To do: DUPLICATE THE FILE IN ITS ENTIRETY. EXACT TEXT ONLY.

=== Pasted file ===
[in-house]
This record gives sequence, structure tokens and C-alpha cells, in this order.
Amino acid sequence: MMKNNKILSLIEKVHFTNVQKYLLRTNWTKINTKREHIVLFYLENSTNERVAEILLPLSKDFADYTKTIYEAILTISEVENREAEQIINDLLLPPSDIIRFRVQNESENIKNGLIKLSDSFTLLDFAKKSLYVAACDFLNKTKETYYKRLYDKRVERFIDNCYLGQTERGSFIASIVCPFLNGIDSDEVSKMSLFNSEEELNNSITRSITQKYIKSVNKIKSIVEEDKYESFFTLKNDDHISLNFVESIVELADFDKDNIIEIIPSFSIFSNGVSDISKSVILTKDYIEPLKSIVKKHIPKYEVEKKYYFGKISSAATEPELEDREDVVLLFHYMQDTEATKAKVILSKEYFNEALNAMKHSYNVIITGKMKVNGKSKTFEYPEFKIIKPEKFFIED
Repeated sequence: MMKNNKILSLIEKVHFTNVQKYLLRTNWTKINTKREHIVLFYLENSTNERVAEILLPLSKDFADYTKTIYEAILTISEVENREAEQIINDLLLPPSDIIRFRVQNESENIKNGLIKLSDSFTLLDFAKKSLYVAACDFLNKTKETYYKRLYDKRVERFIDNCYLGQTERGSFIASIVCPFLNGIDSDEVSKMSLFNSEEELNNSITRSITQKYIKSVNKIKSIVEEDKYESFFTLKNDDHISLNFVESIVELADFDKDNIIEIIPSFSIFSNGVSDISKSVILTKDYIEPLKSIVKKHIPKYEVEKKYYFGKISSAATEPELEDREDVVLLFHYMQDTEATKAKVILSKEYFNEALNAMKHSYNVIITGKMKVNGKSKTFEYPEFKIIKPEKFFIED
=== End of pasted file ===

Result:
[in-house]
This record gives sequence, structure tokens and C-alpha cells, in this order.
Amino acid sequence: MMKNNKILSLIEKVHFTNVQKYLLRTNWTKINTKREHIVLFYLENSTNERVAEILLPLSKDFADYTKTIYEAILTISEVENREAEQIINDLLLPPSDIIRFRVQNESENIKNGLIKLSDSFTLLDFAKKSLYVAACDFLNKTKETYYKRLYDKRVERFIDNCYLGQTERGSFIASIVCPFLNGIDSDEVSKMSLFNSEEELNNSITRSITQKYIKSVNKIKSIVEEDKYESFFTLKNDDHISLNFVESIVELADFDKDNIIEIIPSFSIFSNGVSDISKSVILTKDYIEPLKSIVKKHIPKYEVEKKYYFGKISSAATEPELEDREDVVLLFHYMQDTEATKAKVILSKEYFNEALNAMKHSYNVIITGKMKVNGKSKTFEYPEFKIIKPEKFFIED
Repeated sequence: MMKNNKILSLIEKVHFTNVQKYLLRTNWTKINTKREHIVLFYLENSTNERVAEILLPLSKDFADYTKTIYEAILTISEVENREAEQIINDLLLPPSDIIRFRVQNESENIKNGLIKLSDSFTLLDFAKKSLYVAACDFLNKTKETYYKRLYDKRVERFIDNCYLGQTERGSFIASIVCPFLNGIDSDEVSKMSLFNSEEELNNSITRSITQKYIKSVNKIKSIVEEDKYESFFTLKNDDHISLNFVESIVELADFDKDNIIEIIPSFSIFSNGVSDISKSVILTKDYIEPLKSIVKKHIPKYEVEKKYYFGKISSAATEPELEDREDVVLLFHYMQDTEATKAKVILSKEYFNEALNAMKHSYNVIITGKMKVNGKSKTFEYPEFKIIKPEKFFIED